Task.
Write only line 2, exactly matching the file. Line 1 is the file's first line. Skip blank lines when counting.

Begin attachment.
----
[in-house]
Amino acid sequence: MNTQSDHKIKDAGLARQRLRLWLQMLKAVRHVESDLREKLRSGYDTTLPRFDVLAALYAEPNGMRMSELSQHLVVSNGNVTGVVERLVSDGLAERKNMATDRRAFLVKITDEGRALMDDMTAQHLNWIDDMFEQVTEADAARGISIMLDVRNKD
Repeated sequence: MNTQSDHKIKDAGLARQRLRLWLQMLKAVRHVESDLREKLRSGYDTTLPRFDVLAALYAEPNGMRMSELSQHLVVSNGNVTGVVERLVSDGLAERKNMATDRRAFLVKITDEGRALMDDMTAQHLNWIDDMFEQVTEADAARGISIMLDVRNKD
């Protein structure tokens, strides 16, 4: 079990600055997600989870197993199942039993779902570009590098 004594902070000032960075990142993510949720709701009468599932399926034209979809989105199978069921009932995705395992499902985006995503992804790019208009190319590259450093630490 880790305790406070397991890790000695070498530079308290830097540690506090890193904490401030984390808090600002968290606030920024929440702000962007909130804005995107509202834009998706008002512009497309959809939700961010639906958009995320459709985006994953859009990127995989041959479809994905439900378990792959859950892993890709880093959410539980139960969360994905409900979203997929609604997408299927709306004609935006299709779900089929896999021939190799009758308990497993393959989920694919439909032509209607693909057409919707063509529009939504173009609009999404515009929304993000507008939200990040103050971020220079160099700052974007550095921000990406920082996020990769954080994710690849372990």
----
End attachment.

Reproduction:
Amino acid sequence: MNTQSDHKIKDAGLARQRLRLWLQMLKAVRHVESDLREKLRSGYDTTLPRFDVLAALYAEPNGMRMSELSQHLVVSNGNVTGVVERLVSDGLAERKNMATDRRAFLVKITDEGRALMDDMTAQHLNWIDDMFEQVTEADAARGISIMLDVRNKD